On Atticus

A caveat: I haven’t read it yet. None of us mortals have, given that the book technically went on sale today as I write this. However, that didn’t stop any of the (un)lucky few who received advance galleys from commenting widely on Go Set a Watchman, Harper Lee’s perhaps soon to be infamous “new” book. Before I go on, I will do you the favor that none of those early readers did me and tell you that this post discusses the BIG NEWS that might change your life forever if you love To Kill a Mockingbird as I do. If you don’t want to know, stop reading now. My eldest son is named Atticus, and yes, he was named for Atticus Finch, the gold standard of fathers and human beings, and one of the most popular literary characters ever created. Atticus’s intellectualism, genuine respectfulness, and ability to take everyone as they are—whether it’s his scrappy daughter forever fighting in the schoolyard or his poor clients who pay in hickory nuts or his black clients greatly in need of defending against a system constructed entirely to work against them—are what set him apart and caused a generation of girls like me to imprint upon him like baby ducks.

But then the press trumpeted the great reveal promising to bring my world crashing down around me. Commentators are saying I may as well have named my son for Strom Thurmond or Archie Bunker given that Atticus turns out to be a run-of-the-mill racist whose failings were whitewashed by the willful memory of a daughter who wanted him to be something better than he was. In reality, the new book proves, he’s pro-segregation and thinks blacks just aren’t as good as white folks, and nothing can change his mind.

Because I haven’t read it yet, I’m not going to provide here any proper literary criticism regarding the new novel and the more “nuanced” racist Atticus it is said to portray. Yet nothing will ever change for me in relation to the Atticus to whom I was first introduced. Only the author or the reader has the power to change a character. The former does it in the act of creation, and the latter does it through the act of imagination cast through the lens of experience. For example, it was only in re-reading TKAM a few years ago as I was writing an academic lesson plan that I paid more attention to how Atticus resisted the racial mores of the time but was more willing to sacrifice Scout to pernicious ideas of femininity. Not directly—he had his sister do the dirty work—but he was unwilling in this case to challenge what was believed to be the right order of things as it related to being a lady. And it was only later that I properly discovered Dolphus Raymond, a white man who plays the part of the town drunk so that he’s allowed to live in peace with his black common-law wife and mixed-race children. The variety of masks the townspeople wear are complex and a true marvel.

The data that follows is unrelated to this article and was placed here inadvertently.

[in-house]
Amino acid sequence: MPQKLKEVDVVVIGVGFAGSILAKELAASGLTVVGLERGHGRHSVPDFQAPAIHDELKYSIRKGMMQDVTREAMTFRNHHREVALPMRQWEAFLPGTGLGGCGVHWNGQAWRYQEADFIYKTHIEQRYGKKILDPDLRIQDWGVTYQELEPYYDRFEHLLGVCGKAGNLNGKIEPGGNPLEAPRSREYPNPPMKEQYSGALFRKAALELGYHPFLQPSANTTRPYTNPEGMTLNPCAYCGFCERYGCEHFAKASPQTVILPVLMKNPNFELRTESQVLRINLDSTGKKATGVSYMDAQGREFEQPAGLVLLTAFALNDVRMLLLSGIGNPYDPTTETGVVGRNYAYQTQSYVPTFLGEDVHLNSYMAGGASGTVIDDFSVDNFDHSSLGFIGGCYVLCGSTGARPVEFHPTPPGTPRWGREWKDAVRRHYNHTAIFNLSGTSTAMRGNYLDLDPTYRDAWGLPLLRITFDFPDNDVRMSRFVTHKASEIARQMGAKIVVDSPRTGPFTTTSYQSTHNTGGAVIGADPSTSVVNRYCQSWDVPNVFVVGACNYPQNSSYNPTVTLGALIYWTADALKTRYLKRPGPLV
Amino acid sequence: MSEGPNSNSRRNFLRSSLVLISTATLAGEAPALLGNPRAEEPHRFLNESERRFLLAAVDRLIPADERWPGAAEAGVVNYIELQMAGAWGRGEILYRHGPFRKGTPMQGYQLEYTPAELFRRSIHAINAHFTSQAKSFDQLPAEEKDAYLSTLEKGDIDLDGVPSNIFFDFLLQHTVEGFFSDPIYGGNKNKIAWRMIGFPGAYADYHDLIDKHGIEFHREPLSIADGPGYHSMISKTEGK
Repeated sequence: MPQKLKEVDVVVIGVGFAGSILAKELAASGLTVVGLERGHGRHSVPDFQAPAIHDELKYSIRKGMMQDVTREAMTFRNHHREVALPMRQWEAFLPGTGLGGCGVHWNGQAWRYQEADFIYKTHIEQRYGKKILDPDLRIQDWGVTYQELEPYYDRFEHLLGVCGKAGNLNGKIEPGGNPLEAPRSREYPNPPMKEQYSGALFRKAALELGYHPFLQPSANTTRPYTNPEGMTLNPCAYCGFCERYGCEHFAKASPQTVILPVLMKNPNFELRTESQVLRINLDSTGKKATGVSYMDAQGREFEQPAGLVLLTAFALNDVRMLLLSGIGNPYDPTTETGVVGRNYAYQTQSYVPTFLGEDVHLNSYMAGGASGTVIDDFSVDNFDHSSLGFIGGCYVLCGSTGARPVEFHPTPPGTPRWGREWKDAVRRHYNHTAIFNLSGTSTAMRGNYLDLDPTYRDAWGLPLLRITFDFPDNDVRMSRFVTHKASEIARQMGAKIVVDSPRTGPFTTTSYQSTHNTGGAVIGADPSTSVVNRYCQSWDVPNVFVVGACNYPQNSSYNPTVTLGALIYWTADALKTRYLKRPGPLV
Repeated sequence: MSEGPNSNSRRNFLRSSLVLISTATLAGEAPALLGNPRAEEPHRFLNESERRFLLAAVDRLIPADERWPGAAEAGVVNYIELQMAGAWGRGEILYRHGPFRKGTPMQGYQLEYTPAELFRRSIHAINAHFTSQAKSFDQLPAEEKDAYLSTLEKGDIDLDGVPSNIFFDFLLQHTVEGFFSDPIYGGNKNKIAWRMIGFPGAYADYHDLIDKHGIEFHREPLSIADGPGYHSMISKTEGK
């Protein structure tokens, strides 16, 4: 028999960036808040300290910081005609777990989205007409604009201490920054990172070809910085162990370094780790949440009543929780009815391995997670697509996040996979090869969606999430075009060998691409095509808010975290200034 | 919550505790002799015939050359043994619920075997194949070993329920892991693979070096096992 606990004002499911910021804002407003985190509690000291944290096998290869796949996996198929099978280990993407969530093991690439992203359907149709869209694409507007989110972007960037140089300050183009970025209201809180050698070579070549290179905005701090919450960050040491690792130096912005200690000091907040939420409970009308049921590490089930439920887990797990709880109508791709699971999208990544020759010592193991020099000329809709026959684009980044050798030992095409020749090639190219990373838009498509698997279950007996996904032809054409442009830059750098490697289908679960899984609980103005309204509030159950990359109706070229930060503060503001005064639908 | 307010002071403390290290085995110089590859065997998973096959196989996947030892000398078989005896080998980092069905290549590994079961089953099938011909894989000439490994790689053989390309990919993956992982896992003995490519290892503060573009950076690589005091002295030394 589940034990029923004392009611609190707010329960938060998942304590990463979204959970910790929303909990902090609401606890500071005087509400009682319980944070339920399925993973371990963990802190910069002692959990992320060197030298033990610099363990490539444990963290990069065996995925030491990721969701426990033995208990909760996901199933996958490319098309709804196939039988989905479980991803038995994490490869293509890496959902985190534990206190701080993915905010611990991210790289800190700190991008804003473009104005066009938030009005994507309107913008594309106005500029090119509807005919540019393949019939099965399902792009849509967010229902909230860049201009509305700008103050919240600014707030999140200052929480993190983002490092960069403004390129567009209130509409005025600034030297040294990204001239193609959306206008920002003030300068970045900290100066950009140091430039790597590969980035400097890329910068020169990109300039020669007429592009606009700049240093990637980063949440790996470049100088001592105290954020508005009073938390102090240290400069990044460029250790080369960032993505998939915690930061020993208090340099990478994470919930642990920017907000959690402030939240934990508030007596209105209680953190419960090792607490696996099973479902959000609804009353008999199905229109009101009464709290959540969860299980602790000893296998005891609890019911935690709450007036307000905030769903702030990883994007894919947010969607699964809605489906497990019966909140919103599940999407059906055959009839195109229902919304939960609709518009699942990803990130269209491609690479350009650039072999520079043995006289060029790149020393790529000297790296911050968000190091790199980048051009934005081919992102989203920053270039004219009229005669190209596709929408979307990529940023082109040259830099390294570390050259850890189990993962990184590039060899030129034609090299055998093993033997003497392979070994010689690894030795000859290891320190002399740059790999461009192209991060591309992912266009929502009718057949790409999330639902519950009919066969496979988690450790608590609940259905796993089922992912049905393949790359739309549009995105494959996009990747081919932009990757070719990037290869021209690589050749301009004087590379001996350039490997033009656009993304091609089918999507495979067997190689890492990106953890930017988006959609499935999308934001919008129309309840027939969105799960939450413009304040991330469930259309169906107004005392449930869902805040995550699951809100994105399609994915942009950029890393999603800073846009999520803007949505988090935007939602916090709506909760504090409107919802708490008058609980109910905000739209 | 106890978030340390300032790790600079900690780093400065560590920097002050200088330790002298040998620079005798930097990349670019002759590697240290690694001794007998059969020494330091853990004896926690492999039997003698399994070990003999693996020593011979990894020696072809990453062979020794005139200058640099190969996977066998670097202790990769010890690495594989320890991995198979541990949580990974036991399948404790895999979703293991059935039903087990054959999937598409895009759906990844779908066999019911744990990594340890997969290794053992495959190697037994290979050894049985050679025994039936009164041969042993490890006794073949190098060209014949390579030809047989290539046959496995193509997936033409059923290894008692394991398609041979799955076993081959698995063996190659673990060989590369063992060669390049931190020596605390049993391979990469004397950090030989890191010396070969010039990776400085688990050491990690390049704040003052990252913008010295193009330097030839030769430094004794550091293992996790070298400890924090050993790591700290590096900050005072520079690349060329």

Nothing will fundamentally change Atticus Finch for me, because I am an editor. I know that the Atticus I first met was the Atticus that Lee meant for me to see. Go Set a Watchman was not a prequel or a sequel written by Lee to comment upon TKAM; it was an earlier, inferior draft of the same book. There is no big reveal about who Atticus actually is, because he is a character, not a person. This wasn’t historical “dirt” dug up on an actual man that should alter how we see and feel about his actions in TKAM. Atticus Finch was first created as he was in Watchman and, as the uproar proves, wasn’t meant to be this man. It might be more realistic to have him act the good attorney and father but attend KKK meetings on the side. The first Finch may even more closely represent the actual failings of Lee’s father, on whom it is said she based the character. But what Lee’s editor knew all too well, and Lee knew too in her marvelous revision of this earlier book that became TKAM, is that realistic is not always what the reader wants nor what the world needs. Sometimes the reader wants a hero, someone who displays the best of humanity, who we all wish we were and fail to be in a million ordinary ways. The reader wants it all: humility, intelligence, love, courage, wisdom, tolerance, respect, and if it looks like Gregory Peck, that doesn’t hurt. I don’t know that most readers realize how often some of their favorite characters are “born” misshapen, selfish, one-dimensional, lacking in courage or conviction, unable to love. That’s one of the reasons early drafts aren’t published. More than changing my worldview, the Atticus of Go Set a Watchman reaffirms my worship of the brilliant book TKAM turned out to be and my love for the profession I chose, the editorial process itself the crucible in which run-of-the-mill racists can become heroes and inspire us all.